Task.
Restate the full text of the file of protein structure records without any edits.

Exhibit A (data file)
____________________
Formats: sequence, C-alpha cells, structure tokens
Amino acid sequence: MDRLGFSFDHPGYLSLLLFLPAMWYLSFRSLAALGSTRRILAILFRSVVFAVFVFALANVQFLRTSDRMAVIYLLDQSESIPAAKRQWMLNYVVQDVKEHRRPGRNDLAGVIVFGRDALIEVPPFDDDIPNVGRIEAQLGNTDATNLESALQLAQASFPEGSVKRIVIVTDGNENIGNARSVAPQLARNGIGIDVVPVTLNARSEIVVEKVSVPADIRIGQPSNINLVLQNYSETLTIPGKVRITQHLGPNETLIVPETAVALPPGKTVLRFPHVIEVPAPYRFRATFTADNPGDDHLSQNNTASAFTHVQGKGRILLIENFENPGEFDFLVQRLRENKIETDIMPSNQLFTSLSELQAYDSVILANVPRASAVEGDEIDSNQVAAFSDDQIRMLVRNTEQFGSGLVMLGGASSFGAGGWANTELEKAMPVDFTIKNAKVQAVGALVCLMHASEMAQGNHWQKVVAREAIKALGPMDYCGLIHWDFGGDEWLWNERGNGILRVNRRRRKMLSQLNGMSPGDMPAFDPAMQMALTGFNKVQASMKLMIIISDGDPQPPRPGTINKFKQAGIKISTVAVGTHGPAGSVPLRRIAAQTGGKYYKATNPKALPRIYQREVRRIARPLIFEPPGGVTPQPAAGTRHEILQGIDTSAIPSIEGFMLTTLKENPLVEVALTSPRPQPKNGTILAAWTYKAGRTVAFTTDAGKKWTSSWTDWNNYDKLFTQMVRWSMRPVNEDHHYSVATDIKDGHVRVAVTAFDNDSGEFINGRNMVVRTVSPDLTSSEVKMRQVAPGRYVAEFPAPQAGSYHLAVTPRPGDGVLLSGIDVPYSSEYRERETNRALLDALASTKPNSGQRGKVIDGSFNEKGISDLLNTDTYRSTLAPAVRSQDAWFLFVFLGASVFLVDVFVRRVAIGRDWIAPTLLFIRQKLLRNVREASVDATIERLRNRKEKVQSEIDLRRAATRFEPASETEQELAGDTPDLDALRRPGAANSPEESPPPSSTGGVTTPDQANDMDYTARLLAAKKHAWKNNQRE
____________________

Formats: sequence, C-alpha cells, structure tokens
Amino acid sequence: MDRLGFSFDHPGYLSLLLFLPAMWYLSFRSLAALGSTRRILAILFRSVVFAVFVFALANVQFLRTSDRMAVIYLLDQSESIPAAKRQWMLNYVVQDVKEHRRPGRNDLAGVIVFGRDALIEVPPFDDDIPNVGRIEAQLGNTDATNLESALQLAQASFPEGSVKRIVIVTDGNENIGNARSVAPQLARNGIGIDVVPVTLNARSEIVVEKVSVPADIRIGQPSNINLVLQNYSETLTIPGKVRITQHLGPNETLIVPETAVALPPGKTVLRFPHVIEVPAPYRFRATFTADNPGDDHLSQNNTASAFTHVQGKGRILLIENFENPGEFDFLVQRLRENKIETDIMPSNQLFTSLSELQAYDSVILANVPRASAVEGDEIDSNQVAAFSDDQIRMLVRNTEQFGSGLVMLGGASSFGAGGWANTELEKAMPVDFTIKNAKVQAVGALVCLMHASEMAQGNHWQKVVAREAIKALGPMDYCGLIHWDFGGDEWLWNERGNGILRVNRRRRKMLSQLNGMSPGDMPAFDPAMQMALTGFNKVQASMKLMIIISDGDPQPPRPGTINKFKQAGIKISTVAVGTHGPAGSVPLRRIAAQTGGKYYKATNPKALPRIYQREVRRIARPLIFEPPGGVTPQPAAGTRHEILQGIDTSAIPSIEGFMLTTLKENPLVEVALTSPRPQPKNGTILAAWTYKAGRTVAFTTDAGKKWTSSWTDWNNYDKLFTQMVRWSMRPVNEDHHYSVATDIKDGHVRVAVTAFDNDSGEFINGRNMVVRTVSPDLTSSEVKMRQVAPGRYVAEFPAPQAGSYHLAVTPRPGDGVLLSGIDVPYSSEYRERETNRALLDALASTKPNSGQRGKVIDGSFNEKGISDLLNTDTYRSTLAPAVRSQDAWFLFVFLGASVFLVDVFVRRVAIGRDWIAPTLLFIRQKLLRNVREASVDATIERLRNRKEKVQSEIDLRRAATRFEPASETEQELAGDTPDLDALRRPGAANSPEESPPPSSTGGVTTPDQANDMDYTARLLAAKKHAWKNNQRE